Executives have held meetings to discuss President Trump’s evasive comments about whether he would accept a peaceful transfer of power if he lost the election. They watched Trump tell the Proud Boys, a far-right group that has endorsed violence, to “stand back and stand by.” And they have had conversations with civil rights groups, who have privately told them that the company needs to do more because Election Day could erupt into chaos, Facebook employees said.
That has resulted in new actions. On Wednesday, Facebook said it would take more preventive measures to keep political candidates from using it to manipulate the election’s outcome and its aftermath. The company now plans to prohibit all political and issue-based advertising after the polls close on Nov. 3 for an undetermined length of time. And it said it would place notifications at the top of the News Feed notifying people that no winner had been decided until a victor was declared by news outlets.
“This is shaping up to be a very unique election,” Guy Rosen, vice president for integrity at Facebook, said in a call with reporters on Wednesday.
Facebook is doing more to safeguard its platform after introducing measures to reduce election misinformation and interference on its site just last month. At the time, Facebook said it planned to ban new political ads for a contained period — the week before Election Day — and would act swiftly against posts that tried to dissuade people from voting. Zuckerberg also said Facebook would not make any other changes until there was an official election result.
But the additional moves underscore the sense of emergency about the election, as the level of contentiousness has risen between Trump and his opponent, Joseph R. Biden Jr. On Tuesday, to help blunt further political turmoil, Facebook also said it would remove any group, page or Instagram account that openly identified with QAnon, the pro-Trump conspiracy movement.
For years, Facebook has been striving to avoid another 2016 election fiasco, when it was used by Russian operatives to spread disinformation and to destabilise the American electorate. Zuckerberg has since spent billions of dollars to hire new employees for the company’s “integrity” and security divisions, who identify and clamp down on interference. He has said the amount of money spent on securing Facebook exceeded its entire revenue of roughly $5.1 billion during its first year as a public company in 2012.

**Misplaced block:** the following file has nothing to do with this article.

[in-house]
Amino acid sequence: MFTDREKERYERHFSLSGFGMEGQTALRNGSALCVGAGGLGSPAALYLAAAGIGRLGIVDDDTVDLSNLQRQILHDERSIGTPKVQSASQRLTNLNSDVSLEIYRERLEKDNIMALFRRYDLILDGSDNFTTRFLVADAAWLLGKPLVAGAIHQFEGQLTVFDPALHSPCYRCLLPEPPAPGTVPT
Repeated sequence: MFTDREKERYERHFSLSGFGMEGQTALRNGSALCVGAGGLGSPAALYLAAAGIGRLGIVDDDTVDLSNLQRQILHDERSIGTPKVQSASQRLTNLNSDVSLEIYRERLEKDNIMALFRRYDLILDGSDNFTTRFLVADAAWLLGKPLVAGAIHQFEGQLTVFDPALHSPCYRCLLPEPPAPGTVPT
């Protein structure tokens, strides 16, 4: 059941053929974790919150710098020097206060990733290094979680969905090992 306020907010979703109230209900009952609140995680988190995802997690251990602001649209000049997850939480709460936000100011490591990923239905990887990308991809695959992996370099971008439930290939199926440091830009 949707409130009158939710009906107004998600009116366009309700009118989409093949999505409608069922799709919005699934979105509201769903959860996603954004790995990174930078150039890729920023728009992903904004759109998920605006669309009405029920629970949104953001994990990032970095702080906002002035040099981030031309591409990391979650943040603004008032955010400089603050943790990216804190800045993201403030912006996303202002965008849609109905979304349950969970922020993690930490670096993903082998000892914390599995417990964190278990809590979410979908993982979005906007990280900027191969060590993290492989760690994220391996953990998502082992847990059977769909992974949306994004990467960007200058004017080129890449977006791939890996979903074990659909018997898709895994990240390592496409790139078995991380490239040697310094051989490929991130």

“We believe that we have done more than any other company over the past four years to help secure the integrity of elections,” Rosen said. Yet how successful the efforts have been are questionable. The company continues to find and take down foreign interference campaigns, including three Russian disinformation networks as recently as two weeks ago.
Domestic misinformation has also mushroomed, as Facebook has said it will not police speech from politicians and other leading figures for truthfulness. Zuckerberg, who supports unfettered speech, has not wavered from that position as Trump has posted falsehoods and misleading comments on the site. For next month’s election, Facebook has gamed out almost 80 scenarios — what technology and security workers call “red teaming” exercises — to figure out what could go wrong and to protect against the situations. It also updated its policies to outlaw certain types of statements and threats from elected officials, capped by last month’s sweeping set of changes.
But after weeks of Trump declining to say he would accept the election’s outcome, while also directing his supporters to “watch” the polls, Facebook decided to ramp up protective measures. Asked why the company was acting now, Facebook executives said they were “continuing to evaluate and plan for different scenarios” with the election. Representatives from the Trump and Biden campaigns did not immediately respond to requests for comment.
Vanita Gupta, president and chief executive of the Leadership Conference on Civil and Human Rights, said Facebook’s moves were “important steps” to “combat disinformation and the premature calling of election results before every vote is counted.”
Mike Isaac is a technology correspondent for NYT©2020
The New York Times